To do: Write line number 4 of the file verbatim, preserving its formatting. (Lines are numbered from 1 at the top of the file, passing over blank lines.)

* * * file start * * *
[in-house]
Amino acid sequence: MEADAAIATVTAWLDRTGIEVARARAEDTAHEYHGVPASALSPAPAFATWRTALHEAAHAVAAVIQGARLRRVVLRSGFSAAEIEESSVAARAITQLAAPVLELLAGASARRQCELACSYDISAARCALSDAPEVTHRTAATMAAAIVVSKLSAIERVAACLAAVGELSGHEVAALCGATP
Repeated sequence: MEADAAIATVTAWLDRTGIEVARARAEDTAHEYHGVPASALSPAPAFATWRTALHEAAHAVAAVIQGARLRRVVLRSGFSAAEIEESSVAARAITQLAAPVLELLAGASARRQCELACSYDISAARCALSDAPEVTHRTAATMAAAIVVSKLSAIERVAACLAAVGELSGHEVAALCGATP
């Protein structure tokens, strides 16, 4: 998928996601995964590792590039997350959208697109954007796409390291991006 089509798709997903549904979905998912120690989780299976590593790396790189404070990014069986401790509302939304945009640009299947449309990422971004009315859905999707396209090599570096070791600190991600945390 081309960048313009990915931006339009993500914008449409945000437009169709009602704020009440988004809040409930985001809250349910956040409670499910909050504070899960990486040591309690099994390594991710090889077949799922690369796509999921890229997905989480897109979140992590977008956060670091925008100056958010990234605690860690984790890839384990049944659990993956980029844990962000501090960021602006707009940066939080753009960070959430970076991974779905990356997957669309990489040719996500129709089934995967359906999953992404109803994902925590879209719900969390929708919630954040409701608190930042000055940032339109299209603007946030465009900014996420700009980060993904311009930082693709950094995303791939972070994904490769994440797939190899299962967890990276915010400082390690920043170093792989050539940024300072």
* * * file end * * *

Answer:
């Protein structure tokens, strides 16, 4: 998928996601995964590792590039997350959208697109954007796409390291991006 089509798709997903549904979905998912120690989780299976590593790396790189404070990014069986401790509302939304945009640009299947449309990422971004009315859905999707396209090599570096070791600190991600945390 081309960048313009990915931006339009993500914008449409945000437009169709009602704020009440988004809040409930985001809250349910956040409670499910909050504070899960990486040591309690099994390594991710090889077949799922690369796509999921890229997905989480897109979140992590977008956060670091925008100056958010990234605690860690984790890839384990049944659990993956980029844990962000501090960021602006707009940066939080753009960070959430970076991974779905990356997957669309990489040719996500129709089934995967359906999953992404109803994902925590879209719900969390929708919630954040409701608190930042000055940032339109299209603007946030465009900014996420700009980060993904311009930082693709950094995303791939972070994904490769994440797939190899299962967890990276915010400082390690920043170093792989050539940024300072």